Guidelines should rarely become rules


Category : Medical Rants

Five thirty eight has this wonderful provocative article – Patients Can Face Grave Risks When Doctors Stick to the Rules Too Much

The subsequent comments have debates over the value of guidelines. Guidelines are like a box of chocolate, you never know what you are going to get. Many clinical questions yield “competing guidelines”. We all know the controversies over breast cancer screening and prostate cancer screening. Recently BP targets and lipid management have become controversial. Pharyngitis (a personal research interest) has multiple varied guidelines.

In the movie, Pirates of the Caribbean, this classic exchange makes the point:
Elizabeth: Wait! You have to take me to shore. According to the Code of the Order of the Brethren…
Barbossa: First, your return to shore was not part of our negotiations nor our agreement so I must do nothing. And secondly, you must be a pirate for the pirate’s code to apply and you’re not. And thirdly, the code is more what you’d call “guidelines” than actual rules. Welcome aboard the Black Pearl, Miss Turner .

What is the problem? As one of my heroes said many times, everything in medicine requires context. We have differing opinions on the importance of that context.

Given that I have studied the pharyngitis problem for many years, let me use that as my example.

You are a primary care physician seeing an adolescent with pharyngitis. You have two concerns – helping the patient feel better and decreasing the probability of complications, either suppurative or non-suppurative.

Now imagine you are an infectious disease expert. You rarely see pharyngitis patients, but you are worried constantly about antibiotic resistance. Your concern centers on the “overuse” of antibiotics.

You can imagine how these two incarnations of you would view the problem differently. The first you is patient focused; the second you takes a public health viewpoint. Who is correct?

Actually, neither is correct and neither is wrong. The two versions of you have differing context.

Since both views have validity if one agrees with the context, developing a context free rule based on one of these guidelines would constitute a potential error.

The danger of rules (I hope you are reading performance measurement here) comes when they discount context. Some rules have resulted in patient harm.

When insurance companies judge, and even reward, physicians for meeting rule targets, some physicians will overlook context.

This Medscape article about hypoglycemia in the elderly raises important issues about HgbA1c targets. Hypoglycemia a Greater Threat Than Hyperglycemia in Elderly

Performance measures are rampant, primarily because the “suits” believe that we can use them to measure quality. I am proud that the ACP performance measurement committee carefully evaluates many measures. Often these proposed measures get a thumbs down. ACP Performance Measure Recommendations

We need a more widespread accountability on performance measures. The ACP committee careful evaluates the context of proposed measures. Why do other organizations not adopt this enlightened approach?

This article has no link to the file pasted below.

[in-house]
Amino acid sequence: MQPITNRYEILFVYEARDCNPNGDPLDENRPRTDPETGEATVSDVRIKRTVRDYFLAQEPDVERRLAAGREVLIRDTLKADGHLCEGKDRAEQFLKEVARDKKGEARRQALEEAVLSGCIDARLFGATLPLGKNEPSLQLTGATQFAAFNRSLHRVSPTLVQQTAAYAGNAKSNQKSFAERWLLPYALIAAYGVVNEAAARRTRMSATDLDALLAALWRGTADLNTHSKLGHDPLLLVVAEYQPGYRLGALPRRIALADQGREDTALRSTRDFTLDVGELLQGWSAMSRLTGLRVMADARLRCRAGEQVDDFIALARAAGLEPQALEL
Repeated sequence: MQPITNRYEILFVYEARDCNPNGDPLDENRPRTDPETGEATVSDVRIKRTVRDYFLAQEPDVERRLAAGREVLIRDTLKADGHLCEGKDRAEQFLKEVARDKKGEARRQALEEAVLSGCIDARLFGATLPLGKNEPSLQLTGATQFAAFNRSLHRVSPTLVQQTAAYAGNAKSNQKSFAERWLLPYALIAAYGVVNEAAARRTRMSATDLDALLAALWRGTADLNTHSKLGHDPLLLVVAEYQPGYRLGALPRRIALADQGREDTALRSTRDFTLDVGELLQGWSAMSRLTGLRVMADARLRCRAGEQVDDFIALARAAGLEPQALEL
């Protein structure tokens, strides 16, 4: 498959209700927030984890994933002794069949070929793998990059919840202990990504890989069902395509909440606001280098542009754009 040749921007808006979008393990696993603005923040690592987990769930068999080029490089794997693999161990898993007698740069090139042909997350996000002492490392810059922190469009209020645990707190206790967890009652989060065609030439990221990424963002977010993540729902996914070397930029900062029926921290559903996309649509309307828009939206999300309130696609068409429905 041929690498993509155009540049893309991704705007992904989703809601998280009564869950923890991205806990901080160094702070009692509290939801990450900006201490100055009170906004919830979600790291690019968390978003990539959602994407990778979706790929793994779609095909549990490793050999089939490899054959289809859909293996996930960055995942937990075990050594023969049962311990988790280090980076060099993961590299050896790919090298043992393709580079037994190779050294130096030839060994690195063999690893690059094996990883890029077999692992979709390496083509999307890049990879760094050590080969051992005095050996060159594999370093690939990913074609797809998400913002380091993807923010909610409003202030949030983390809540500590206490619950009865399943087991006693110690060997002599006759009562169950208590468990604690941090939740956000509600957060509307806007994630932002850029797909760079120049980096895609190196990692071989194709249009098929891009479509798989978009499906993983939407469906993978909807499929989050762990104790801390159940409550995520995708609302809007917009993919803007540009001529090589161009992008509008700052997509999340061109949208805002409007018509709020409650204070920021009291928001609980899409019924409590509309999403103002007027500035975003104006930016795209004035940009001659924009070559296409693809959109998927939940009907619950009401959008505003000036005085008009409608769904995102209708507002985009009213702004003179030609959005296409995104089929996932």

Comments (7)

Bravo again!

As a patient I have seen the use of guidelines used to drive practice revenue. On multiple occasions doctors have insisted that in following the guidelines I need multiple medications and repeat office visits.

One phrase that sends me over the top is:” Thank goodness, you have arrived just in time.” The follow on is that while everything is ok for now we need to get you medicated and on a 90 day office schedule to assure your continued good health.

Context is important. I am a long time weight lifter and while I would love to loose some bulk I am far from fat. Using a 20 BMI as a set in stone guideline one doctor, after a series of insults, told me not to worry because unlike other doctors he was not afraid to up the dose of fen-phen to get the results he wanted.

With guidelines changing all the time I am frustrated that doctors insist on using them as set in stone practice rules with no consideration of patient preference or past experience. Recent changes in guidelines back to previous levels for such things as BP, BMI, and A1c shows that there is no magic in a number.

Steve Lucas

A t the heyday of his NBA career in 2005, Shaq was classified as obese.

At the time this, and another doctor, told me I was obese my BMI was 24.

Steve Lucas

“The ACP committee careful evaluates the context of proposed measures”

But isn’t the issue really that even when performance measures are valid, they do not evaluate quality of care and shouldn’t be used as a carrot or stick to determine physician compensation? That’s the stand many of us would like to see the medical societies take. (My society, the AAFP, is aggressively pro-P4P, but they’re wrong on just about everything!)

Performance measures evaluate only one aspect of quality. Some performance measures make great sense, for example, central line infections, wrong site surgery.

Since performance measures are being used (and we must continue to show caution about this practice), the ACP committee evaluates measures and provides clinical critiques.

I believe that we will be seeing more overuse measures and safety measures over the next few years. At the same many of the poorly considered measures will cease to be used.

Safety and overuse are two very big issues. One doctor recently posted the number one medical issue he sees at his low income volunteer clinic is bag-o-pills.

Steve Lucas

Post a comment